British news channels have reported the seizure of three tonnes of cocaine from a vessel that was intercepted on the 23 April, 100 miles east off Aberdeen. The case marks the biggest drug seizure in British history, the product of an intensive operation by Police Scotland, the UK National Crime Agency, the UK Border Force, the Royal Navy, the Maritime Analysis and Operational Centre – Narcotics (MAOC-N), the French DNRED and other international partners.
While waiting for more details to emerge, a number of pieces of information are significant for the Cocaine Route Programme and other initiatives concerned with the fight against transnational organised crime. The different skills required from surveillance to interception to detection of the drugs demonstrated the need for inter-agency collaboration in such complex operations. Identifying the vessel and tracking it across a vast expanse of international waters speaks of the need for closer international cooperation. The concealment of the drugs inside the internal structure of the vessel clearly shows the need for increasing the skill sets of rummaging teams.
Fostering international collaboration among law enforcement and prosecuting authorities is a core objective of the Cocaine Route Programme, both within West Africa, Latin America, the Caribbean and across the Atlantic. Enhancing the capacity of inter-agency teams is one of the main outputs of the SEACOP project, which has trained teams from several West African countries in the art of rummaging.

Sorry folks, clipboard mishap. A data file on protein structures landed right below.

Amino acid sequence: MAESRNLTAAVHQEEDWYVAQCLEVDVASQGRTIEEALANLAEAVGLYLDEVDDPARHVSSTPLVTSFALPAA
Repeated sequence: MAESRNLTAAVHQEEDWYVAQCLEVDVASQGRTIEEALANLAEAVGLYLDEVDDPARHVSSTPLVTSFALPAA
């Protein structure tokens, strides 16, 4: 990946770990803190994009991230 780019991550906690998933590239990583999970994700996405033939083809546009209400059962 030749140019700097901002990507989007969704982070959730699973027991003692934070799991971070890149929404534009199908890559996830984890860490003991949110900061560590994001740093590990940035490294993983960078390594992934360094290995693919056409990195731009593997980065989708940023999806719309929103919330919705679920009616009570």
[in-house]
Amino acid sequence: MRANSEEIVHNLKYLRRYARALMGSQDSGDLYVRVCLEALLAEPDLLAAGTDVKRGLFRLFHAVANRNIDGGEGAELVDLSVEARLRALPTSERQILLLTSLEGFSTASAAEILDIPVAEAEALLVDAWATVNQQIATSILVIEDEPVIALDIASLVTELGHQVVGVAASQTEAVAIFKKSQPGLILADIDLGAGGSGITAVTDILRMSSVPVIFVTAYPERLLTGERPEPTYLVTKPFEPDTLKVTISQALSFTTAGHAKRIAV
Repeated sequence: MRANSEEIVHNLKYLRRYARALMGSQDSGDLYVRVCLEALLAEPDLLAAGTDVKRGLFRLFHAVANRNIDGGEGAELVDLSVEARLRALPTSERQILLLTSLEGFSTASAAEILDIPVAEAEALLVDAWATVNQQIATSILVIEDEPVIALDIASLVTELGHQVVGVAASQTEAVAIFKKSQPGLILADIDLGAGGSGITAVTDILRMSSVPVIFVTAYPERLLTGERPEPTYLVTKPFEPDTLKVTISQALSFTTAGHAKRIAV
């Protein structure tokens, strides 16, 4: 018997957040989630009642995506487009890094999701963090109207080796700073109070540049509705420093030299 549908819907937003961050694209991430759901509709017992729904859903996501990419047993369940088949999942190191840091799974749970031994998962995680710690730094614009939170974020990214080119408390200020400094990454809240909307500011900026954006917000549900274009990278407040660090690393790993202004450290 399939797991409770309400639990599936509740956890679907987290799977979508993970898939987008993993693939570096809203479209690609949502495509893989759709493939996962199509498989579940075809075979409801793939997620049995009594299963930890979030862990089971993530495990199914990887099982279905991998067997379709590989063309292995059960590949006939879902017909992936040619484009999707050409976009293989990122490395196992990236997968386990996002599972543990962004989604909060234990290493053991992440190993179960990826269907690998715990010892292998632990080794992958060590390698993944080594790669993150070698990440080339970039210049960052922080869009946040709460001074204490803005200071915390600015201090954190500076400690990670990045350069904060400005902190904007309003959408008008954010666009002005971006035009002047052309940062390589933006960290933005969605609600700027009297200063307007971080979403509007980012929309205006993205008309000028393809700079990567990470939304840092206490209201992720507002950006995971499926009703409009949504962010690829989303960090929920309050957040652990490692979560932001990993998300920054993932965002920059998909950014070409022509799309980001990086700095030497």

The composition of the crew, the registration of the vessel, and the cargo itself, point towards shifts in drug trafficking scenarios. In recent communications CORMS has drawn attention to the increasing involvement of Eastern European organised crime groups in cocaine trafficking. Nine men were arrested on board of the Hamal, all of them Turkish nationals. In terms of criminal activity, Turkey is conventionally associated with the organisation of overland heroin traffick from Eastern Turkey into Western Europe. The vessel, the Hamal, was registered in Tanzania, on the Eastern seaboard of Africa.
Combined, these facts are further proof of the adaptability of criminal networks in terms of cargo and routing. For law enforcement they underline the need for continuous adaptability and the need of remaining alert to changing threat scenarios. With regard to cocaine, possibly the most lucrative illicit substance at present, there are no fixed trading patterns, only a determination to bringing the product to market.